Supreme court to open term with new chief justice
By James Vicini
WASHINGTON (Reuters) – The John Roberts era at the Supreme
Court begins on Monday, when the youngest U.S. chief justice in
200 years presides in a term that will include cases on
contentious issues such as abortion, assisted suicide and
financing of political campaigns.
As the 17th U.S. chief justice, the 50-year-old Roberts
succeeds fellow conservative William Rehnquist, 80, who died a
month ago, in a lifetime job that positions him to help shape
the American way of life for decades.
After confirmation hearings in which Democrats complained
that Roberts shed little light on his views on critical
constitutional questions, the high court’s decisions this term
will be scrutinized more closely than usual to determine
whether they foreshadow a shift in direction.
“This is a docket that already has an extraordinary number
of potential blockbuster cases,” Duke University law professor
Erwin Chemerinsky said. “It will give us an early sense of who
John Roberts is.”
The high court is due to experience even more change after
a rare 11-year period of stability. U.S. President George W.
Bush is expected to announce soon his nominee to replace
Justice Sandra Day O’Connor, a moderate conservative who often
casts the swing vote on the divided court.
The U.S. Senate must approve the nomination, which could
take months. O’Connor has agreed to stay until her successor,
who could swing the court to the right, is confirmed.
The justices will hear arguments on Wednesday on whether
the Bush administration can stop Oregon doctors from helping
terminally ill patients commit suicide, despite a state law
allowing such assistance.
In November, the court considers abortion-related cases.
One involves a 19-year-old federal racketeering lawsuit
saying two anti-abortion groups engaged in a nationwide
conspiracy to shut down health clinics. The other concerns a
New Hampshire law requiring parental notice before a minor can
get an abortion.
The Bush administration also recently filed an appeal
urging the Supreme Court to uphold as constitutional a federal
law that bans a late-term abortion procedure.
“Abortion will definitely be on the front burner of the
Supreme Court for the first time in many years,” said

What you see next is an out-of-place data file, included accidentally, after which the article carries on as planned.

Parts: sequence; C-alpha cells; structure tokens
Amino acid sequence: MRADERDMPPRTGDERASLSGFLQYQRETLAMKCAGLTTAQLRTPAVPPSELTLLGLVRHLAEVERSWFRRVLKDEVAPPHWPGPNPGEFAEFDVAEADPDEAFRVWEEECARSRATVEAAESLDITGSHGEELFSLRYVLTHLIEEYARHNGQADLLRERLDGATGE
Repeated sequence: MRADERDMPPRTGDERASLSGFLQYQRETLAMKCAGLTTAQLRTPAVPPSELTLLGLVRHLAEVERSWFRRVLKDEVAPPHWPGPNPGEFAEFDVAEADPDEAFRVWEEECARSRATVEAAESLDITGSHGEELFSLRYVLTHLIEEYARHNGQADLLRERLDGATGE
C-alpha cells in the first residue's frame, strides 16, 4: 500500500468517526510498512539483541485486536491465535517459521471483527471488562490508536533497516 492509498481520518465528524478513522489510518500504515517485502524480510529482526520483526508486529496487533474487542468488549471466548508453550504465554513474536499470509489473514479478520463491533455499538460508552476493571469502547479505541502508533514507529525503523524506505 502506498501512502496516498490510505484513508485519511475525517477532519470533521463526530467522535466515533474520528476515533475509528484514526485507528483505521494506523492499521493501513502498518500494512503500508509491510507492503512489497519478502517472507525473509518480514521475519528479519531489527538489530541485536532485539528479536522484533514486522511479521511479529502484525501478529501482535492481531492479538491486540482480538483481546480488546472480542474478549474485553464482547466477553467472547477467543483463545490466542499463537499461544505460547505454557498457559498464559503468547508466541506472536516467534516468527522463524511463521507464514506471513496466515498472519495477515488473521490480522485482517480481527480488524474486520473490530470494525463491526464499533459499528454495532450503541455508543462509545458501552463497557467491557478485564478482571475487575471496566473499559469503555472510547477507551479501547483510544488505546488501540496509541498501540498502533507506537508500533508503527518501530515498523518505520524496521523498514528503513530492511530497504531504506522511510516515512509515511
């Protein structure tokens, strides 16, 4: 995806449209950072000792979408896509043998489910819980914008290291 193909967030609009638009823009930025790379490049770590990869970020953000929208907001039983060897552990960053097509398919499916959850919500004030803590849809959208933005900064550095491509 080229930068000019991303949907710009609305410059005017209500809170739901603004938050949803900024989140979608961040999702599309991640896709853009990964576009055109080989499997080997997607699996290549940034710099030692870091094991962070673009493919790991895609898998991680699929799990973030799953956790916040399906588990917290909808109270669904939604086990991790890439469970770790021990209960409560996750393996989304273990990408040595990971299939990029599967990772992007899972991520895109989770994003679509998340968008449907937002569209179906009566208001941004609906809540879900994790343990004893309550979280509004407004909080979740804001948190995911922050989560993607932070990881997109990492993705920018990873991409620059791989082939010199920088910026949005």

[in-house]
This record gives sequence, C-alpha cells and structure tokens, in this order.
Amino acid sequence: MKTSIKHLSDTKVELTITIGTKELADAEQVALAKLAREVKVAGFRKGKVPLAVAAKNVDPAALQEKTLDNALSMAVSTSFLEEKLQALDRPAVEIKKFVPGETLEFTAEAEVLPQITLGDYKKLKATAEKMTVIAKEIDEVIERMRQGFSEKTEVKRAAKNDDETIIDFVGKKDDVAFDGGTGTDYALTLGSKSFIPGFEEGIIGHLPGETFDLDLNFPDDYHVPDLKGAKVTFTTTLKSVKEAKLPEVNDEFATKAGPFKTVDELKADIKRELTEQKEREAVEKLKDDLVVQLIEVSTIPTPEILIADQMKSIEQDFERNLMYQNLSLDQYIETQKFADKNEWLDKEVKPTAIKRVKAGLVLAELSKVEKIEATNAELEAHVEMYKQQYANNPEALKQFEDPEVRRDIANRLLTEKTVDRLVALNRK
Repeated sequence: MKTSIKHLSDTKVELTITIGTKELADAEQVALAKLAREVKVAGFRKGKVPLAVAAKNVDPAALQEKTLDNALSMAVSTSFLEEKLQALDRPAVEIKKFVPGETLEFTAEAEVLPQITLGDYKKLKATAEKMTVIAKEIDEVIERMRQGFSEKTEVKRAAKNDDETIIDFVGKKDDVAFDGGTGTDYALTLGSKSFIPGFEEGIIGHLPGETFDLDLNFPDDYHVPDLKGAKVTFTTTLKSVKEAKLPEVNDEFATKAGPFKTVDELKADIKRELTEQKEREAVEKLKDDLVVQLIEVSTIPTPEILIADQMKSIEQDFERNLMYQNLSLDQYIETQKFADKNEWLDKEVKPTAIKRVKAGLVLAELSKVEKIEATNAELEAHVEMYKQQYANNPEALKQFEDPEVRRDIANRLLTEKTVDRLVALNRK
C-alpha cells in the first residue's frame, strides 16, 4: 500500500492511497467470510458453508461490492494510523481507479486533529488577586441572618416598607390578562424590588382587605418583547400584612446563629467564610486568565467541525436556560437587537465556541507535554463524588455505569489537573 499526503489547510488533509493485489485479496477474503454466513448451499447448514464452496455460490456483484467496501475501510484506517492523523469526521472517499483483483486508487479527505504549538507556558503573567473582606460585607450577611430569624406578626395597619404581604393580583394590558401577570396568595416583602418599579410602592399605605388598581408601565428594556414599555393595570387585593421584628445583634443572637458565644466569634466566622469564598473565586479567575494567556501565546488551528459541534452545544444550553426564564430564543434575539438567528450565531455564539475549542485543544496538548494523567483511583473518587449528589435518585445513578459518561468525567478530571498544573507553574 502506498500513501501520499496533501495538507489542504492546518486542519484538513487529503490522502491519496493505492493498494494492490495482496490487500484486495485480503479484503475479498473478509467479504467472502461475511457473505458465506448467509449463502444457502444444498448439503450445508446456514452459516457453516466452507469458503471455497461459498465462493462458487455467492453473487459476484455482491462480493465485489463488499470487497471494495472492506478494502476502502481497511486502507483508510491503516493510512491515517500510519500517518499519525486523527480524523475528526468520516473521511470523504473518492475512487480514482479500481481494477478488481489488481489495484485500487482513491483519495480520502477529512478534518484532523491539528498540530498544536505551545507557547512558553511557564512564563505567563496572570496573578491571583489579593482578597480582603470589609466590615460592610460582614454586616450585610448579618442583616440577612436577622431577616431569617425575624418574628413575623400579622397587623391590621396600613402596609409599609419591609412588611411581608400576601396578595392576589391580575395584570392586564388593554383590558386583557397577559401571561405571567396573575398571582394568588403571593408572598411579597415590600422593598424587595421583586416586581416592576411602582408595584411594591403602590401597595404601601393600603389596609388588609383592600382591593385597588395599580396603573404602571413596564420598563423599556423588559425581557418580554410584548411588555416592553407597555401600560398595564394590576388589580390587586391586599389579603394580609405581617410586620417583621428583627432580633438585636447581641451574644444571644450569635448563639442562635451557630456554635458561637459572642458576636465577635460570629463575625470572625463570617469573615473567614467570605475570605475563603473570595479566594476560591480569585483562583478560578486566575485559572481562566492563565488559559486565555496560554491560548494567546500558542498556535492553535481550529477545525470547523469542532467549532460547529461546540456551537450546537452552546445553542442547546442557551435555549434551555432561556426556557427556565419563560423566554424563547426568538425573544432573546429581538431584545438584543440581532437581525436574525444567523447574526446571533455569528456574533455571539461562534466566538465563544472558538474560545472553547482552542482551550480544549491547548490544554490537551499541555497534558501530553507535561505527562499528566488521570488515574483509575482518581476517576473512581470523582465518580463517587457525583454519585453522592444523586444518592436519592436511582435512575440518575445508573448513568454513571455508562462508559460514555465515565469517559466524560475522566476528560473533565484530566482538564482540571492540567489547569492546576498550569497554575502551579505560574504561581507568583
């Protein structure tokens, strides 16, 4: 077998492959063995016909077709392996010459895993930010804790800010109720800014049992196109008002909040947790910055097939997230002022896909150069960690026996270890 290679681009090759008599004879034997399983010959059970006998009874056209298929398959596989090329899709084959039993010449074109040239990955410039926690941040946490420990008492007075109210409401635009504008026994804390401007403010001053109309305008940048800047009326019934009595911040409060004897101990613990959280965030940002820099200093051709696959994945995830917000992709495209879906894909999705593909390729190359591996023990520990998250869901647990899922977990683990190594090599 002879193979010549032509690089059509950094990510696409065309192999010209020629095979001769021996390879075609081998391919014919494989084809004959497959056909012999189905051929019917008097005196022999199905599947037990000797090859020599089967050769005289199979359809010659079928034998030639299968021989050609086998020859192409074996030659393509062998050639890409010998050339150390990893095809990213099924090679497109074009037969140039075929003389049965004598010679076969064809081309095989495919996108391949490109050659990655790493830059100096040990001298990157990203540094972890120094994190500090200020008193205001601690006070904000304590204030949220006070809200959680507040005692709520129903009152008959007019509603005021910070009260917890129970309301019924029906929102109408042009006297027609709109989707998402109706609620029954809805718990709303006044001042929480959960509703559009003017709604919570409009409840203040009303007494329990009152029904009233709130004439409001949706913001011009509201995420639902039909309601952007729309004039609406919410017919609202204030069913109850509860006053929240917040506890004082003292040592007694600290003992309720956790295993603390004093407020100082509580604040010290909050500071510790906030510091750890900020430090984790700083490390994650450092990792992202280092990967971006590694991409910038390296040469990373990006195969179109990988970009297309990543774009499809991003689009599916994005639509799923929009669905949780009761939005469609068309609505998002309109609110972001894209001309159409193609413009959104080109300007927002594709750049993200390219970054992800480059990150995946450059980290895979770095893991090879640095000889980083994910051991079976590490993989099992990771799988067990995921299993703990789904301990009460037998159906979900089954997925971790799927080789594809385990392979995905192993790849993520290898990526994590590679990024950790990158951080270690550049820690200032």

Washington lawyer Tom Goldstein, who closely follows the court.
Roberts’ views on campaign finance could also become
clearer this term, he said. The court said on September 27 that
it would decide a pair of cases involving state and federal
campaign finance laws, including strict limits on political
contributions and spending.
Chemerinsky and the other experts predicted there would not
be much difference between Roberts and Rehnquist, who share the
same conservative judicial philosophy.
The greater shift in the court’s balance of power could
come if O’Connor’s replacement pushes the court further to the
right, they said.
Steven Shapiro, legal director of the American Civil
Liberties Union, said the new term would begin with a great
sense of anticipation and uncertainty.
“The appointment of a new chief justice carries special
significance because of the chief’s unique role,” he said.
“Justice O’Connor’s retirement creates a different void by
removing a critical swing vote on a series of issues ranging
from race to religion.”
The court’s most conservative members are Justices Antonin
Scalia and Clarence Thomas. Justice Anthony Kennedy, a moderate
conservative, often joins O’Connor in casting deciding votes.
The most liberal members are Justices John Paul Stevens,
David Souter, Ruth Bader Ginsburg and Stephen Breyer.
Other high-profile cases to be decided this term include
whether hallucinogenic tea can be imported into the country for
use as a sacrament and whether federal funds can be denied to
universities that keep military recruiters off their campuses
to protest the Pentagon’s policy against gays and lesbians.
The court also will decide whether defendants facing the
death penalty have a constitutional right to offer evidence at
their sentencing hearing that casts doubt on their guilt and a
Tennessee death row inmate’s appeal based on DNA evidence that
was unavailable at the time of his murder conviction.
In a case not as important as some of the others on the
docket, but one that undoubtedly will be widely publicized, the
court will hear former topless dancer and Playboy model Anna
Nicole Smith’s who is involved in a long legal battle to
collect millions from the estate of her elderly oil tycoon